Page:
'Winter's Tale' makes 'Safe Haven' look like 'The Godfather.' It is an absurd story adapted in the most dreary way possible, with lifeless performances, dull dialogue and laughable special effects. I need to cross-reference my files, but I think it is the worst major studio release with respected actors in five years. If any of us cared about our culture at all we'd be gathering our pitchforks and storming Hollywood now.
I can't do it. I can't remove myself from the reality of my surroundings and engage with 'Saving Mr. Banks' on pure moviegoing terms.
Maybe it's a fault within me. Maybe I cling to cynicism too much. But if John Lee Hancock's film met me just halfway – if this were a roman a clef and the names of P.L. Travers, Walt Disney and Mary Poppins were changed – perhaps I could get over the hump and care about this picture more. But at the end of the day, this is a movie about Disney, made by Disney, in which a Disney business deal is presented as a transformative good. When the big emotional breakthrough happens at freaking Disneyland that was when I had to get off the ride.
The first trailer for Akiva Goldsman's directorial debut 'Winter's Tale' will probably make the most sense to those who've read the Mark Helprin book. We're a little unsure of what to make of it, though it stars Colin Farrell as a charming thief and Russell Crowe as a bad guy (and possible sorcerer), so it could be worth watching.
A few titters wafted through the screening of 'Dead Man Down' as the WWE Studios logo came up on the screen. “Prejudice!” I thought. “Who is to say that Vince McMahon's new(ish) venture can't produce a quality piece of filmed entertainment?” Turns out all skepticism was justified.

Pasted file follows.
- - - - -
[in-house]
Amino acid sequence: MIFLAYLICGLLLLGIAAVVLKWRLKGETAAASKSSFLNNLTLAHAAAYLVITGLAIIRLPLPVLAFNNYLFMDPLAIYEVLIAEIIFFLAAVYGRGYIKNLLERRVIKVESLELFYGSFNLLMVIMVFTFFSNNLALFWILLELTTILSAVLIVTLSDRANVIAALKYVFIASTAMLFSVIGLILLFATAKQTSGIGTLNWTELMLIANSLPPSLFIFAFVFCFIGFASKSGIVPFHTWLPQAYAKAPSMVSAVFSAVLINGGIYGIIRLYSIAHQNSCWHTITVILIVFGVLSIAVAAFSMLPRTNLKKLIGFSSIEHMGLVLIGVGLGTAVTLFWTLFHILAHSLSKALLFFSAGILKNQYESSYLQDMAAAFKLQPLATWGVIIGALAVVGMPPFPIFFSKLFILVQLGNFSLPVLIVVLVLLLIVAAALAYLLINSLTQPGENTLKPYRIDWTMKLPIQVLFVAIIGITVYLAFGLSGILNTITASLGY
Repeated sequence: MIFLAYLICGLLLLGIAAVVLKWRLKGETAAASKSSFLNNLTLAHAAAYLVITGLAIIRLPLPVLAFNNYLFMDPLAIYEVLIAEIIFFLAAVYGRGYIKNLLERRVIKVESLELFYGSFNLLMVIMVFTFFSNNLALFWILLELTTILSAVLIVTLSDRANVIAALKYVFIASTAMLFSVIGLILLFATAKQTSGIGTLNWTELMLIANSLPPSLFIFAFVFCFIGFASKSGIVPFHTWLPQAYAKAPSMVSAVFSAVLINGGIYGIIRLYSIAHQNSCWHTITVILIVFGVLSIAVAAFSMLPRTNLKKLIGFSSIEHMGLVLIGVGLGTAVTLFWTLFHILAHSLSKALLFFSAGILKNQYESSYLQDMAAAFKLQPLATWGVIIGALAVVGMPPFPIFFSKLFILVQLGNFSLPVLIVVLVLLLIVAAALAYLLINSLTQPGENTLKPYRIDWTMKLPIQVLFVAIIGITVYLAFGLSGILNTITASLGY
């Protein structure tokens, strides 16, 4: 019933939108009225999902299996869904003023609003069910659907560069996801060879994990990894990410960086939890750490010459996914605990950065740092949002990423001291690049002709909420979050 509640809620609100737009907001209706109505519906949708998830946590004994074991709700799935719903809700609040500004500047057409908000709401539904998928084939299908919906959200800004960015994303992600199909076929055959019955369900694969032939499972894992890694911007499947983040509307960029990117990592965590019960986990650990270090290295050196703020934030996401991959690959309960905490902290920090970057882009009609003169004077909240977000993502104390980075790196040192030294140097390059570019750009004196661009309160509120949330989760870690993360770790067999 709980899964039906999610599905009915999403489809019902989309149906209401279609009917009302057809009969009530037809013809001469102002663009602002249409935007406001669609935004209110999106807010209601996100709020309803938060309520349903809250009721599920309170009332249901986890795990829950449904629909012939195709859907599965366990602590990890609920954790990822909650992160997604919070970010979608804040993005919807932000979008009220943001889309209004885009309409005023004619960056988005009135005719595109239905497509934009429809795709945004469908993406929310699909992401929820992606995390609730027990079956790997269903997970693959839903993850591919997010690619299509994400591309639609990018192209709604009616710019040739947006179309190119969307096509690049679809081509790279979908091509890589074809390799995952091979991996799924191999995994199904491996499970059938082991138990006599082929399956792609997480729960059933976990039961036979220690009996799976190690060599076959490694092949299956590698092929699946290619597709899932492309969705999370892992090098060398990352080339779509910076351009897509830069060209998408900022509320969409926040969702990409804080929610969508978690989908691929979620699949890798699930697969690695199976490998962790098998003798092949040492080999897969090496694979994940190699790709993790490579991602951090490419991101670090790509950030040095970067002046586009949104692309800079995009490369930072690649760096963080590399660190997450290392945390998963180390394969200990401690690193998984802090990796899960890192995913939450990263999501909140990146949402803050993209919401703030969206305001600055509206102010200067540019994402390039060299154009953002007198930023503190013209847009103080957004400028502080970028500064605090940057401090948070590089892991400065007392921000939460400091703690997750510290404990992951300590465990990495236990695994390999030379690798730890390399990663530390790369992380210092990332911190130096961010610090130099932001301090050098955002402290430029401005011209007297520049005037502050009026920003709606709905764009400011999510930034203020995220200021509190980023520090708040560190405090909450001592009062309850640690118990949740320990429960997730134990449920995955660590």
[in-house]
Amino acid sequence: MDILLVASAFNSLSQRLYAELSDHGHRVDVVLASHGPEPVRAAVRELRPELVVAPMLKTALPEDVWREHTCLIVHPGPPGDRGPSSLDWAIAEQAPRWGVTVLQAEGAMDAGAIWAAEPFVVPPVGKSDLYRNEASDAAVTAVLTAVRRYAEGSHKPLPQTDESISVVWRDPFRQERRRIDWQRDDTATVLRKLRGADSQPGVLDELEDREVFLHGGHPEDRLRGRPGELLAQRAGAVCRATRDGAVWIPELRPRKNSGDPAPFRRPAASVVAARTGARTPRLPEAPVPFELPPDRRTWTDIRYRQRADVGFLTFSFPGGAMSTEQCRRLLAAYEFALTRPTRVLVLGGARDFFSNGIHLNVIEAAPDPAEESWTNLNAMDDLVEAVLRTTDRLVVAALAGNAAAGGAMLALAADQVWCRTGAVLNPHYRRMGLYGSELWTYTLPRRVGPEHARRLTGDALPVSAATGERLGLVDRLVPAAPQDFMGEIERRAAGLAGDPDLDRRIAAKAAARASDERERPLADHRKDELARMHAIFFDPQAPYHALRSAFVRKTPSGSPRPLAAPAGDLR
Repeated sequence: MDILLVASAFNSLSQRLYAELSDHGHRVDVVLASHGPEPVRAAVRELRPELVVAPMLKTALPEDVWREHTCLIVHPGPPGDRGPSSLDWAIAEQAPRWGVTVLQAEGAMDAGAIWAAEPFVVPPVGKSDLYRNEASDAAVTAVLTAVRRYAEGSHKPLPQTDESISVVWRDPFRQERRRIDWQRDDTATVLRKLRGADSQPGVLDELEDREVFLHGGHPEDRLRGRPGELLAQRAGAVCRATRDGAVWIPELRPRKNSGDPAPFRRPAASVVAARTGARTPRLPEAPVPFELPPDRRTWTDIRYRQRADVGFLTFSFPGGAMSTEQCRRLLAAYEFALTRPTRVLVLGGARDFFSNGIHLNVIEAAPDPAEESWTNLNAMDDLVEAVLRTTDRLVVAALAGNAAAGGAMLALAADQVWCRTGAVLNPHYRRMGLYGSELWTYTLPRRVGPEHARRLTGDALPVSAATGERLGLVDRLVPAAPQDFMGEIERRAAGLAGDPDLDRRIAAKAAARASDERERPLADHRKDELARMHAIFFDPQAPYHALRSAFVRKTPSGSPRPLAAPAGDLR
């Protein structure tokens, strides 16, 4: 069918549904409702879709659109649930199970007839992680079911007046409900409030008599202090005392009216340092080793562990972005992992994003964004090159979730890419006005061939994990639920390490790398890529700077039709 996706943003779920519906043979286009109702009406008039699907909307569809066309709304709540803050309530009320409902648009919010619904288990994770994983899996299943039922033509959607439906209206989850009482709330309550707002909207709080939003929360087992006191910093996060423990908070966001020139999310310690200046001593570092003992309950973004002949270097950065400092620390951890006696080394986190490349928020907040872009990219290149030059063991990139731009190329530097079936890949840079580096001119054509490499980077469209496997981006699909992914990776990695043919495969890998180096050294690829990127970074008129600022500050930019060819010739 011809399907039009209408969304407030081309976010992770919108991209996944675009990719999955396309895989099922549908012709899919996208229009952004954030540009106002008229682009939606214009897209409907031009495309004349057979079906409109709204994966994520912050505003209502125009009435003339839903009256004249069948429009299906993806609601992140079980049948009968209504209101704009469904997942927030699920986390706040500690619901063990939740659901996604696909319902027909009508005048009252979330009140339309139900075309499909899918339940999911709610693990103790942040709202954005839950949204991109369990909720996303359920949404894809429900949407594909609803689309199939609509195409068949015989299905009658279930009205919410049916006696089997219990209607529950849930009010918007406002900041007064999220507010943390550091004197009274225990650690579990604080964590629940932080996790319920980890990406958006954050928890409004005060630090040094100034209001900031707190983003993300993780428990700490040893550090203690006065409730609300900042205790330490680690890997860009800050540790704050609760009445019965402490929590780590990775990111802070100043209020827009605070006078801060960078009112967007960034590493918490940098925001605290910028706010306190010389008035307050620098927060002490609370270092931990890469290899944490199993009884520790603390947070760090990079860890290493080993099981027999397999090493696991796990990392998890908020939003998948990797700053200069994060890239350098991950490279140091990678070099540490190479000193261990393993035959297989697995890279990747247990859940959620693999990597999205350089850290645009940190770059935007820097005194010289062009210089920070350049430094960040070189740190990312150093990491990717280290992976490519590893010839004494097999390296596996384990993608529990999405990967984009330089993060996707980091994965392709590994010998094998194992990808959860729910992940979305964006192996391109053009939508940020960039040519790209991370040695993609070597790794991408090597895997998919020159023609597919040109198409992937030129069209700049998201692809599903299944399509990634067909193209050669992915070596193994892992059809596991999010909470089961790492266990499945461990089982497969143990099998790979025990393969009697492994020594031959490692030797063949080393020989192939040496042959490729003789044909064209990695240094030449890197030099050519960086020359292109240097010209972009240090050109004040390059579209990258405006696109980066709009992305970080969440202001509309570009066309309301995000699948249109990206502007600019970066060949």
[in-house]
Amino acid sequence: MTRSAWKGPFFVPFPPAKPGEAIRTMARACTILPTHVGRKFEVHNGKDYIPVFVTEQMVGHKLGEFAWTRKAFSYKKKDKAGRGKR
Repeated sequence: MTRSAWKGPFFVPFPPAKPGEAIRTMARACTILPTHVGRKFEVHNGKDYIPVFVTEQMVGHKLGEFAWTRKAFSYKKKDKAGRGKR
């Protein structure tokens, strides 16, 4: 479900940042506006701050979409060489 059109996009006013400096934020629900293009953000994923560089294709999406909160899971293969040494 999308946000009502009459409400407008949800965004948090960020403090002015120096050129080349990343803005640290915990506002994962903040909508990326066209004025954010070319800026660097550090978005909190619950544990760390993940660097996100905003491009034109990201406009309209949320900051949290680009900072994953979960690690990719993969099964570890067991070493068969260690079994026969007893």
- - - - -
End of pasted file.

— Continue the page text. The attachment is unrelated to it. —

'Dead Man Down,' a tiresome, predictable slog through every “in too deep” crime story cliché you've ever seen has as much subtlety as the average Face or Heel shouting into the mic during a Monday Night Raw. This is a dull movie that only perks up when it veers into the laughable, as when Noomi Rapace's character intentionally spikes Colin Farrell's character's two-years-in-the-making vengeance plot because she “had a moment,” but then bounces back into plan five minutes later anyway. Yes, I'm getting ahead of myself.
Revenge. It's a theme that always seems to make for an entertaining movie. And it's revenge that's at the center of 'Dead Man Down,' an upcoming action-thriller starring Colin Farrell. Today we've got some exclusive 'Dead Man Down' photos in advance of the film's release plus details on how you can win some cash.
Director Niels Arden Oplev made an international name for himself with the original Swedish adaptation of 'The Girl With the Dragon Tattoo,' sending star Noomi Rapace to the Hollywood A-list and opening countless doors for himself. Three years later, his first American film is just about to arrive. Check out the trailer for 'Dead Man Down' below.
A teenage girl whose dad is apparently Bill Nye the Science Guy gets shrunk down to miniature size and goes on an adventure with nature.
Matt had just typed out the title of his 'Seven Psychopaths' review, his byline, and the rating (seven -- no, make that eight --out of ten?) when his wife Melissa walked into the room.
"How was the movie?" she asked as she flopped down on the couch and flipped on the television.
"Good. Really good," Matt replied. "Interesting."
"Interesting? Why interesting?" Melissa said. She started flipping channels.
"It's about a writer who writes himself into his work. Colin Farrell plays this struggling screenwriter named Martin -- and the movie was written and directed by this guy, Martin McDonagh, who wrote that play we saw on Broadway with Christopher Walken in it."
"Right. That was weird."
"It was," he said, nodding. "Weird but good. So, anyway, Colin Farrell plays this writer named Martin. He's come up with a title he really likes for a screenplay -- 'Seven Psychopaths.' But that's all he has, the title. He doesn't even have the seven psychopaths. But then these people in his life -- or perhaps these characters he's invented -- are all revealed to be psychopaths, and he gets caught in the middle of this elaborate gangster-slash-revenge comedy with them involving a kidnapped dog."
Melissa yawned again. "A writer writing himself into his work? That sounds like a terrible idea."